The U.S. Supreme Court seemed reluctant Tuesday to expand the right of airline passengers to sue when they're terminated from frequent flier programs, judging from comments by the justices in the case of a man who was dumped from the WorldPerks program of Northwest Airlines.
Rabbi S. Binyomin Ginsberg of Minnesota, who travels widely to lecture on education, became a member of Northwest's frequent flier program in 1999. But in 2008, as the airline prepared to merge with Delta, he was notified that his WorldPerks status was revoked because he had, in the airline's words, "abused the program."
In one seven-month period, for example, the airline said he filed 24 complaints and "continually asked for compensation over and above" Northwest's guidelines.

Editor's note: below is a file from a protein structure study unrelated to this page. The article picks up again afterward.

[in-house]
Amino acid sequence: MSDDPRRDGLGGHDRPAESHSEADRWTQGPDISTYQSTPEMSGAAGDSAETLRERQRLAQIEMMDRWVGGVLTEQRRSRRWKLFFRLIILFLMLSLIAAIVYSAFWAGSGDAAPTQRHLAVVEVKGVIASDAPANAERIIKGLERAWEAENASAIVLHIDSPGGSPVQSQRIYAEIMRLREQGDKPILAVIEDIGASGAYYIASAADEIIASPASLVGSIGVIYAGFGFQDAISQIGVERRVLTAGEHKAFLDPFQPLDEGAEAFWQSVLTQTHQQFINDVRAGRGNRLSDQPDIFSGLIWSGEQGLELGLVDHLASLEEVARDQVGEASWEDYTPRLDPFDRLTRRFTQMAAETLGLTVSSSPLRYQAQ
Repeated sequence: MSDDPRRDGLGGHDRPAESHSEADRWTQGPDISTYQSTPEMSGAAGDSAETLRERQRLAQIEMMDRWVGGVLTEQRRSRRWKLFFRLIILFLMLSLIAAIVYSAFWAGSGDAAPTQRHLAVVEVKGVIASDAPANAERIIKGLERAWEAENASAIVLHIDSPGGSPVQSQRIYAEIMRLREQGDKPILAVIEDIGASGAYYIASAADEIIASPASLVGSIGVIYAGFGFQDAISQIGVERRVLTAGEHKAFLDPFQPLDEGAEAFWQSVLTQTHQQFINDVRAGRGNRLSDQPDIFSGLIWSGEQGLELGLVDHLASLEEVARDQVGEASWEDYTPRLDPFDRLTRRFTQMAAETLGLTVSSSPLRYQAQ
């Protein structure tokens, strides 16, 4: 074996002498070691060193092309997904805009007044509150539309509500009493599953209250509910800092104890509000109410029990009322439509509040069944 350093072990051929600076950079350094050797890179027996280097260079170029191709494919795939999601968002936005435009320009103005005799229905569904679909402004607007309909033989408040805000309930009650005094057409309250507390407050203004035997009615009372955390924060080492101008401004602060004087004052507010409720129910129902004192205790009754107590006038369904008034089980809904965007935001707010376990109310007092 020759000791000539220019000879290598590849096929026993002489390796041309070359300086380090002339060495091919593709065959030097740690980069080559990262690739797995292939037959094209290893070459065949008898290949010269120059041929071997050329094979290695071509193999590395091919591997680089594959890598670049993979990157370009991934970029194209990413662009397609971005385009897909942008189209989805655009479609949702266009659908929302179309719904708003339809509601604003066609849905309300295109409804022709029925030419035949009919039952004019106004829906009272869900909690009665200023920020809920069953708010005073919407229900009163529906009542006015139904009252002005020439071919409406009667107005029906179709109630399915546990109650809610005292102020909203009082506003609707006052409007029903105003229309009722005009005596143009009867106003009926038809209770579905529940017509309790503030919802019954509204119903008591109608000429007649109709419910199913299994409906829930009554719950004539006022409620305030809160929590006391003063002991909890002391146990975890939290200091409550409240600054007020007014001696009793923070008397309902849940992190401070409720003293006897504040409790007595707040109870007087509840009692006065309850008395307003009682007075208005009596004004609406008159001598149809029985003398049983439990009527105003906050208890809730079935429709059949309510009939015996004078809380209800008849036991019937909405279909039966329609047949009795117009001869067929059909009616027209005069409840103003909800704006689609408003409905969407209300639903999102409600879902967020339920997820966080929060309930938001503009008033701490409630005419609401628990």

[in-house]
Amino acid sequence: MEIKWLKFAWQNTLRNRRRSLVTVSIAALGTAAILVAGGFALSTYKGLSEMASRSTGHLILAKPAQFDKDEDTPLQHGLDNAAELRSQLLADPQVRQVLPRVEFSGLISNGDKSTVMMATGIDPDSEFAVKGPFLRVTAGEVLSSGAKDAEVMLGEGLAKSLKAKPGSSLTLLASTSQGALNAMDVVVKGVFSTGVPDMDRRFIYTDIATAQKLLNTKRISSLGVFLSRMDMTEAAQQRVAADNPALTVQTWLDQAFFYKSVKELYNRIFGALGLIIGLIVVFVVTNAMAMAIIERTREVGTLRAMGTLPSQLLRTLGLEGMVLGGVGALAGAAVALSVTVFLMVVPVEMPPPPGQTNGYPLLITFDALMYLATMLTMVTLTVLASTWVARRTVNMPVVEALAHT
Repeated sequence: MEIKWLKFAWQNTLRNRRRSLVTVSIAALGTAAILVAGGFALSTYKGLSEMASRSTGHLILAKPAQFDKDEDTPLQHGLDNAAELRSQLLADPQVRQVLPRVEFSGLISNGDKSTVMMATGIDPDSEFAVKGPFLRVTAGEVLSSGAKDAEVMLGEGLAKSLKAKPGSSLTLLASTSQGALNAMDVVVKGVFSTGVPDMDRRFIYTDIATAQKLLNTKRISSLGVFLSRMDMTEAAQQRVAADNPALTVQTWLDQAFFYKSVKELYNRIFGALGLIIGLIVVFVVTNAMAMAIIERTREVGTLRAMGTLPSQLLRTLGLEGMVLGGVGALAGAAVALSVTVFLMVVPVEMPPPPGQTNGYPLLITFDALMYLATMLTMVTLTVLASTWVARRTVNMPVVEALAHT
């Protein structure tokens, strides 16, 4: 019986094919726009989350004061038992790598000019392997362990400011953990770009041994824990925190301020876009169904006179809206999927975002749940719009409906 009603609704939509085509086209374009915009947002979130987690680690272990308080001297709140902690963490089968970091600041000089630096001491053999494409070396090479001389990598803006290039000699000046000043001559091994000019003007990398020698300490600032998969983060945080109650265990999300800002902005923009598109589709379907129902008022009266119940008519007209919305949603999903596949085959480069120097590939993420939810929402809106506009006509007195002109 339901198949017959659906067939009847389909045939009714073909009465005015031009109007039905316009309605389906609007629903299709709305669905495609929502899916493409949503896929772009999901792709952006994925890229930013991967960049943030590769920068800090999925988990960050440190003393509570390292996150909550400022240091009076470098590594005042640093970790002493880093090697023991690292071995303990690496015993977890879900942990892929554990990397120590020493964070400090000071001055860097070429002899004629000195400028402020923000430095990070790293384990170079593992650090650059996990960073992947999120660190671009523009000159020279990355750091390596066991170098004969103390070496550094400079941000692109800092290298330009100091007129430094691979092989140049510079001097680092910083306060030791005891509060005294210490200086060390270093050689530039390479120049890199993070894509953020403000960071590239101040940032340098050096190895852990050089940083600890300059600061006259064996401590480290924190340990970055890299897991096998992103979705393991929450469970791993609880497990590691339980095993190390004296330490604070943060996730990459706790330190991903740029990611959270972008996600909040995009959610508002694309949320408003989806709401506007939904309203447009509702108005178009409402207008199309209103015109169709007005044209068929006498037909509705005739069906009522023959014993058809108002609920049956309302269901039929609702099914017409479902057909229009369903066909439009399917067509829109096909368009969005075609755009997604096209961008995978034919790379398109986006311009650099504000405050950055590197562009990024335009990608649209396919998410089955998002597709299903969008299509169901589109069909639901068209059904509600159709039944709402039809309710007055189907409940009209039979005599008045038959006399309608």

A customer representative later e-mailed him, quoting from the WorldPerks terms and conditions that said membership could be terminated for "improper conduct as determined by Northwest in its sole judgment."
When Ginsberg sued, the airline said his case was blocked by a federal law, the Airline Deregulation Act of 1978, which barred the states from interfering in decisions about airline prices or services.
The Supreme Court ruled in 1995, in another case involving a dispute over frequent flier programs, that the federal law allowed customers to sue only when they claimed the airline had breached its own contract with passengers.